Oliver Twist chair valued ‘up to £6k’ by Antiques Roadshow

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Claire Harding

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Jack Wild’s chair is “just part of the furniture” at Claire Harding’s home

A one-off “high chair” made for a star of the Oscar-winning film Oliver! and since used as a cat bed could be worth up to £6,000.

The chair was specially made as a joke for actor Jack Wild, who played the Artful Dodger, because of his relatively short stature.

It was brought to BBC One’s Antiques Roadshow at Wrest Park in Bedfordshire by Wild’s widow Claire Harding.

It was valued together with his original script and an album of photos.

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Getty Images

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Jack Wild (left) as the Artful Dodger with his co-star Mark Lester who played Oliver Twist in the 1968 movie of the musical Oliver!

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“It was so touching that John [Foster] and the crowd were so excited [about the chair”, Claire Harding said.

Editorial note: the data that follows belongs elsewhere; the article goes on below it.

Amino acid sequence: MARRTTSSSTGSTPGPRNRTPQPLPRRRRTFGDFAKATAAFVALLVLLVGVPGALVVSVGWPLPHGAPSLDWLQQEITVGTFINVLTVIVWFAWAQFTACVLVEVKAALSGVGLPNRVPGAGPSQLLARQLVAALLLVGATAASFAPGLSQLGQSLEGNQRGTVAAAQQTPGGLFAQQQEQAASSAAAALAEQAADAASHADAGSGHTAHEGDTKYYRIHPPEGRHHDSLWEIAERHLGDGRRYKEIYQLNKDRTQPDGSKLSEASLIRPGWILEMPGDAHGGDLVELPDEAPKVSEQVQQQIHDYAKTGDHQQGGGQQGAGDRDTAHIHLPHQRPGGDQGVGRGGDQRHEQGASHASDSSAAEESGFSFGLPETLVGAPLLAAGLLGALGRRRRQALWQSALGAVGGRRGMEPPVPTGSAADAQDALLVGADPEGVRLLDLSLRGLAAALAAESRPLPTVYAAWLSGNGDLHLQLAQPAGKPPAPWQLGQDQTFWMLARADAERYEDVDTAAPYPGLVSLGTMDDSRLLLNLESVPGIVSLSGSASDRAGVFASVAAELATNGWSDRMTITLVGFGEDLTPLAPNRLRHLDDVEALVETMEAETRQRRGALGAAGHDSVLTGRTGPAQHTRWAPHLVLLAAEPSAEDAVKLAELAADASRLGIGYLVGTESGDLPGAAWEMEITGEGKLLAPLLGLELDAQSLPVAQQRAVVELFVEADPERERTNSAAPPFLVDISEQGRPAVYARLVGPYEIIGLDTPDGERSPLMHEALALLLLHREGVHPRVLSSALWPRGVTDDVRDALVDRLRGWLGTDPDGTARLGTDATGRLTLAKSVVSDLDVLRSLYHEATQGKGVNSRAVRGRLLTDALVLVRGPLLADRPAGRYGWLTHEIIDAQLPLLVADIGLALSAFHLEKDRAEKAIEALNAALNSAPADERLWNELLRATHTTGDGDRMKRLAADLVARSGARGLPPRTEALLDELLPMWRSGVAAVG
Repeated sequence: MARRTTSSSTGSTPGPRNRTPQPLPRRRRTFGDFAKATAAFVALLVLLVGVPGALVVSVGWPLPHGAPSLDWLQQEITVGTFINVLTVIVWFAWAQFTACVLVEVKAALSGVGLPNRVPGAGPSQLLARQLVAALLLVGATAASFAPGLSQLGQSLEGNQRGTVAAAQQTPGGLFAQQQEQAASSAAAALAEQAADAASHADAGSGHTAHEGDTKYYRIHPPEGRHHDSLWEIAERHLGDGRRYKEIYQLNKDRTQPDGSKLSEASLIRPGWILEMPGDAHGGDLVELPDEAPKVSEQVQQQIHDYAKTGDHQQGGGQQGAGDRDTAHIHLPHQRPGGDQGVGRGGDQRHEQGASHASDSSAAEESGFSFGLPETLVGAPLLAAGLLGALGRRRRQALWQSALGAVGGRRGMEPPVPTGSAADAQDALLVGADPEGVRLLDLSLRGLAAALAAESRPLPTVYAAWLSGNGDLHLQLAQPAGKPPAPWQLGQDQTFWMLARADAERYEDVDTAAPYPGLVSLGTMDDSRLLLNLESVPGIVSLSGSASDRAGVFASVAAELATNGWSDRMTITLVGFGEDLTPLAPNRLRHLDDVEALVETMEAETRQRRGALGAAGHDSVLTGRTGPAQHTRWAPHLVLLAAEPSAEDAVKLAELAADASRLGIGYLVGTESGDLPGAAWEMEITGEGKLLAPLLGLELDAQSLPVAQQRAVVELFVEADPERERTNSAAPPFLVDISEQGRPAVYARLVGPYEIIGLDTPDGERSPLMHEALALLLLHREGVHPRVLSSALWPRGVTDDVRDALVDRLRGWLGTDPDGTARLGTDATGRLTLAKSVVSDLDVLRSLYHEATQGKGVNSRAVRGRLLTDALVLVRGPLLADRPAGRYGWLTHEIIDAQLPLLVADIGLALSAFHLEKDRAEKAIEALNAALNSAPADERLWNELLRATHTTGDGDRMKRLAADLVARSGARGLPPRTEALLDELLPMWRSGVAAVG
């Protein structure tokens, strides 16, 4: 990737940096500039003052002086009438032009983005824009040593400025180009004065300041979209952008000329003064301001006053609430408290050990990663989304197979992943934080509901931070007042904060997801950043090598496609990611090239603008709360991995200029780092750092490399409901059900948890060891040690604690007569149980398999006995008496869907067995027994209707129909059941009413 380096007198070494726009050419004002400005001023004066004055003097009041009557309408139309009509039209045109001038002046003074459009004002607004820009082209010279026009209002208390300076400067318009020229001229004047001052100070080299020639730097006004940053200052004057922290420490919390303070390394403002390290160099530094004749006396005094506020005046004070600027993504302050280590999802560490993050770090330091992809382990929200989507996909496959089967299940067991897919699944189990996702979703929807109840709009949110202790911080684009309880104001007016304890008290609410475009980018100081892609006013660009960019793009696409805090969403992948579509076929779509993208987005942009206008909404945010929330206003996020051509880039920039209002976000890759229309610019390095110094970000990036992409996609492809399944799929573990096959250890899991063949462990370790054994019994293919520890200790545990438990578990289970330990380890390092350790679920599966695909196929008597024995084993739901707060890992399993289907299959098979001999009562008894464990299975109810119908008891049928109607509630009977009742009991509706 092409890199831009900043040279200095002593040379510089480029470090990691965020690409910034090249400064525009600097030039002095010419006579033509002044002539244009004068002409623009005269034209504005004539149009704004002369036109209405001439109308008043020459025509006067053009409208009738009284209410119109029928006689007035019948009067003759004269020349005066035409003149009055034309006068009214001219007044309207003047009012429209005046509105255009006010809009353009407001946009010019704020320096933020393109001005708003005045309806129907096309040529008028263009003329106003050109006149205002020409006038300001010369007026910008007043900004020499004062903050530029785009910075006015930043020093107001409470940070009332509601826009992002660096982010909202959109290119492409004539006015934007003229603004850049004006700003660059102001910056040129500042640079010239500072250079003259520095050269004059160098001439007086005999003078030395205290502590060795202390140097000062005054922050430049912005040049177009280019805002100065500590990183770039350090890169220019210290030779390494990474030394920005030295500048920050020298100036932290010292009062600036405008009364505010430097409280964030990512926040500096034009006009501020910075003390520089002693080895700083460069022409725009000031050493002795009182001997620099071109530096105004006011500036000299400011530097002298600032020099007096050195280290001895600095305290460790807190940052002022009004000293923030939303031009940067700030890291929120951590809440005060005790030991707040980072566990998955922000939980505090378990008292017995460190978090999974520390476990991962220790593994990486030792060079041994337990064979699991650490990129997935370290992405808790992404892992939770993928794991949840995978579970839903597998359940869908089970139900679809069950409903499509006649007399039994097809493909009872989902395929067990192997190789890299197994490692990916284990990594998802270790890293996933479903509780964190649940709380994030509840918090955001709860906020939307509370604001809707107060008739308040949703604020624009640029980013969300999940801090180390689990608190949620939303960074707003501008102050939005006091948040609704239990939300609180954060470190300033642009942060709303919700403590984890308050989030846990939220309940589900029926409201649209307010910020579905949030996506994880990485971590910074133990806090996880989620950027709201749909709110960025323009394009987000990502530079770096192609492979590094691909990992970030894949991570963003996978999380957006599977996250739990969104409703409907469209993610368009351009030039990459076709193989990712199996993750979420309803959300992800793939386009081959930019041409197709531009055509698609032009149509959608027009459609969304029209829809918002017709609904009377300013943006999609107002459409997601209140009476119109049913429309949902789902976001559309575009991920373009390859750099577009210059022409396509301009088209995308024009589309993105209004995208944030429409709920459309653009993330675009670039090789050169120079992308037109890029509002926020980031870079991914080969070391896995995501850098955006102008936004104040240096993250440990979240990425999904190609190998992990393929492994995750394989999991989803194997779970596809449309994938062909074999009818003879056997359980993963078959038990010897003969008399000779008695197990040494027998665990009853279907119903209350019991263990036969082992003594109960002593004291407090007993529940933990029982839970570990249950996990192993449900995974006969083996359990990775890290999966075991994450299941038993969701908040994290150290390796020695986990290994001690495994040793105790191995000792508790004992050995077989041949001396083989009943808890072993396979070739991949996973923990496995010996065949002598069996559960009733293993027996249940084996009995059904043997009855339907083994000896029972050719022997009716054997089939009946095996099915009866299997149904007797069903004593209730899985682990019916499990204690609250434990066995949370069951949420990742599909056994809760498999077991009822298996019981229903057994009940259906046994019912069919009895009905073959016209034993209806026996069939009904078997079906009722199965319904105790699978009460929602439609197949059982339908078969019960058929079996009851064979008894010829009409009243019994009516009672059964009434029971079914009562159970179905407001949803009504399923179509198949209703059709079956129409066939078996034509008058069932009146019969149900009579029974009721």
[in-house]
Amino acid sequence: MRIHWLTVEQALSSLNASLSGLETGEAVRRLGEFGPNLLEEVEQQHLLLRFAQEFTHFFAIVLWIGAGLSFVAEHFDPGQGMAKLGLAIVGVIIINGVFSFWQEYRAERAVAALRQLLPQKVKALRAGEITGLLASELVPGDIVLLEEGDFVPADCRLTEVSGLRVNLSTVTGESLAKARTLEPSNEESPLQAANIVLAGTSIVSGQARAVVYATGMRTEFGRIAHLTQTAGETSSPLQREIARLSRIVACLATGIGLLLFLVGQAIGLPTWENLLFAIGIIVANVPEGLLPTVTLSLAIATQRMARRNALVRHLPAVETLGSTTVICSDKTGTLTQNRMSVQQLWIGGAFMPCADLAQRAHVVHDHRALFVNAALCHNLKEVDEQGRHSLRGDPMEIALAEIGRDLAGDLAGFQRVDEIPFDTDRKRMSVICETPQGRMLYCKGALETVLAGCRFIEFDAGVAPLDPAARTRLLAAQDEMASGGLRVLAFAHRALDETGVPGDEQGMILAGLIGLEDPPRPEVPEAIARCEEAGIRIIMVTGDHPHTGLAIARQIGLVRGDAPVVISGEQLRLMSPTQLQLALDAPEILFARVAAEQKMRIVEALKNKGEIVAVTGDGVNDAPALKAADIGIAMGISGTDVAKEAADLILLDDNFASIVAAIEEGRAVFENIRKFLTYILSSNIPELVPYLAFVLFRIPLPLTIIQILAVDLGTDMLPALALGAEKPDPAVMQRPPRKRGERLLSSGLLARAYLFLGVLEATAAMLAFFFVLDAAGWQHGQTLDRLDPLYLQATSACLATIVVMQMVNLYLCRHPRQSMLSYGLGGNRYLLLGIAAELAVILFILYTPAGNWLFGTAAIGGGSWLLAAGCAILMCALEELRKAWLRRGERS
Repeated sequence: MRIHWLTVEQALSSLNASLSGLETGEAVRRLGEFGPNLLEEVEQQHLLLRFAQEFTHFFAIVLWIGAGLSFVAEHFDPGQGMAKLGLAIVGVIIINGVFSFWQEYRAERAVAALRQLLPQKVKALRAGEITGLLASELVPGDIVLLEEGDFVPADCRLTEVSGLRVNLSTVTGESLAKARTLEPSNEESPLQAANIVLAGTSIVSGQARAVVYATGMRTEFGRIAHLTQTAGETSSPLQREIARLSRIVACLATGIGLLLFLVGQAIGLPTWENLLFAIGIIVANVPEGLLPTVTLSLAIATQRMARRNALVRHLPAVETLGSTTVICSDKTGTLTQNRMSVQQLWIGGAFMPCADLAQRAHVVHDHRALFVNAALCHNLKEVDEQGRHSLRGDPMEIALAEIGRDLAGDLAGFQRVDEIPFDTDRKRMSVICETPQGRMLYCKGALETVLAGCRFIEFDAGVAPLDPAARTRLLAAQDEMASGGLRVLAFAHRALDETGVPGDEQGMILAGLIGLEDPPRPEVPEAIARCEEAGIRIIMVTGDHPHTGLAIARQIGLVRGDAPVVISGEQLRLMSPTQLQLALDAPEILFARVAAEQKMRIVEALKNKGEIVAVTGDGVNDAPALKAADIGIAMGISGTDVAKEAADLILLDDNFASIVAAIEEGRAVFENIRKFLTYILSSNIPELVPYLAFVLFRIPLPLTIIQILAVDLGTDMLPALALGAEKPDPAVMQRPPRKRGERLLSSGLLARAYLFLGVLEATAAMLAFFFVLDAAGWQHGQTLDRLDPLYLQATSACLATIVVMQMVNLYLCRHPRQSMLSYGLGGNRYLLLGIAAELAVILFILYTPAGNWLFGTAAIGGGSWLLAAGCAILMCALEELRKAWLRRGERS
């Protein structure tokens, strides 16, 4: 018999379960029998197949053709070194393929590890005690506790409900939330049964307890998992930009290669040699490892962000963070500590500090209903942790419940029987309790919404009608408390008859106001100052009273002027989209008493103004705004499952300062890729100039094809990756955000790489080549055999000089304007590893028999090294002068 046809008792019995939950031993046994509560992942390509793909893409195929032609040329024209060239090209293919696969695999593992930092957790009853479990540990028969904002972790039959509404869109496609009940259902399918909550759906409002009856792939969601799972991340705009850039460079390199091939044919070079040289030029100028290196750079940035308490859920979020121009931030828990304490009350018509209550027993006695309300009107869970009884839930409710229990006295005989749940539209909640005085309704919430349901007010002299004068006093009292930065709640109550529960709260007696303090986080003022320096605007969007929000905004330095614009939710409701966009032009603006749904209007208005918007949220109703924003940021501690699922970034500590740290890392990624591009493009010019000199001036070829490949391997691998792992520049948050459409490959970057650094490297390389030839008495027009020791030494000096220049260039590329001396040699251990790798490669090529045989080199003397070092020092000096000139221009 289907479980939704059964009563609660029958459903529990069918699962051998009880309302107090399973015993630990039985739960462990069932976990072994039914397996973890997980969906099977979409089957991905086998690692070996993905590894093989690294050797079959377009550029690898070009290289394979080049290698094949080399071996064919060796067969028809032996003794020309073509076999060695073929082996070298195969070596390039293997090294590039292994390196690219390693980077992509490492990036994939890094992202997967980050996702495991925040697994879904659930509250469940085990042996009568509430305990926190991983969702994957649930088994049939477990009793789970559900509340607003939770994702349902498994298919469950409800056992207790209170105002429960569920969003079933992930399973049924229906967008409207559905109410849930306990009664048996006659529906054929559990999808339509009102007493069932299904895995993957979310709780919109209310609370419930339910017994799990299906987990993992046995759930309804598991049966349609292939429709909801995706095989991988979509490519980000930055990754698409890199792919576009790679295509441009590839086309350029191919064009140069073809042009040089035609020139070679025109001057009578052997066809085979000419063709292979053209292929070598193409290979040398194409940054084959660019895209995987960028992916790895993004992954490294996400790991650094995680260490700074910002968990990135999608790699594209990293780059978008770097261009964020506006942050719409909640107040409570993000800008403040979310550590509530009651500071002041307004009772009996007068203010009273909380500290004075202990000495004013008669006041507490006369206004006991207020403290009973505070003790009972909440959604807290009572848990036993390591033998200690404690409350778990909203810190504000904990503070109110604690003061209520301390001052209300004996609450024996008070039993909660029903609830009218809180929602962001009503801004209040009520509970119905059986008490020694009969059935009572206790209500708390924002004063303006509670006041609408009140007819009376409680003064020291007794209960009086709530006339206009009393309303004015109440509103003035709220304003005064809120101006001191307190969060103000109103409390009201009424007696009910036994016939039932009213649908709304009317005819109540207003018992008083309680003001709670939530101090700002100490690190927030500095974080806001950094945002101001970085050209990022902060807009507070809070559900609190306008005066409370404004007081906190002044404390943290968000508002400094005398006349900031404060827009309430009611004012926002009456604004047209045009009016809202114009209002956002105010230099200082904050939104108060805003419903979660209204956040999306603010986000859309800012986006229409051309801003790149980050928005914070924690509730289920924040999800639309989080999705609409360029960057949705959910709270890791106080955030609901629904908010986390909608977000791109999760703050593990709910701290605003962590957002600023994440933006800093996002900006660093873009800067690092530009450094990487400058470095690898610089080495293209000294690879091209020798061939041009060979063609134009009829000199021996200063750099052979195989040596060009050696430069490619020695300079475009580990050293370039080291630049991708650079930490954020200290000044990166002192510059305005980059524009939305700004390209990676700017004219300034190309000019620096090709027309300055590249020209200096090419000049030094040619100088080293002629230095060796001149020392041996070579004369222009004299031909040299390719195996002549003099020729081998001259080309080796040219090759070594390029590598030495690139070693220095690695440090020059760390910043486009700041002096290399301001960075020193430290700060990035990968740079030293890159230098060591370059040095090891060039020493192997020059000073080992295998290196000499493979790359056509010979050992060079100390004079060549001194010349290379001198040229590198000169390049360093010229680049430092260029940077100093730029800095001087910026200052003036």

Dealer John Foster, who said the items together could fetch £4,000-£6,000, said: “It’s so cool, you’re not going to get another one.

“In all the years I’ve been going to the Roadshow, if they said there was only one thing I was allowed to record, this would be it.”

The British production Oliver!, a musical version of Charles Dickens’s novel Oliver Twist, was released in 1968 and won six Oscars.

‘Joke’ chair

Ms Harding said the chair, which Wild used on set between scenes, had been made as “a bit of a joke” due to his height.

He was older, at 14, but smaller than Mark Lester, who played Oliver, so he had to have special lifts in his shoes to make him look taller in some scenes.

“There were so many jokes about his height that the chippies [carpenters] made this instead of a normal-sized chair,” she said.

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“[Jack Wild [left] loved being an actor and this film in particular I think was the one he held dearest to his heart,” Ms Harding said.

Now, she said, it is “just part of the furniture” at her Hertfordshire home, with her children climbing over it and her cat sleeping there.

She was delighted at the reaction at the show’s recording.

“When they realised what it was and who it was connected to, there was such a warm response, there was a sense of love really,” she said.

“It’s not about the value of the chair. That’s the value – the fact Jack is still remembered with warmth.”

Wild lived in Toddington, and then Tebworth, in Bedfordshire and died of cancer in 2006, aged 53.

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John Foster valued the chair alongside Wild’s original script and an album of photographs featuring other cast members, such as Ron Moody as Fagin

Sunday’s episode of the Antiques Roadshow will be available on the BBC iPlayer.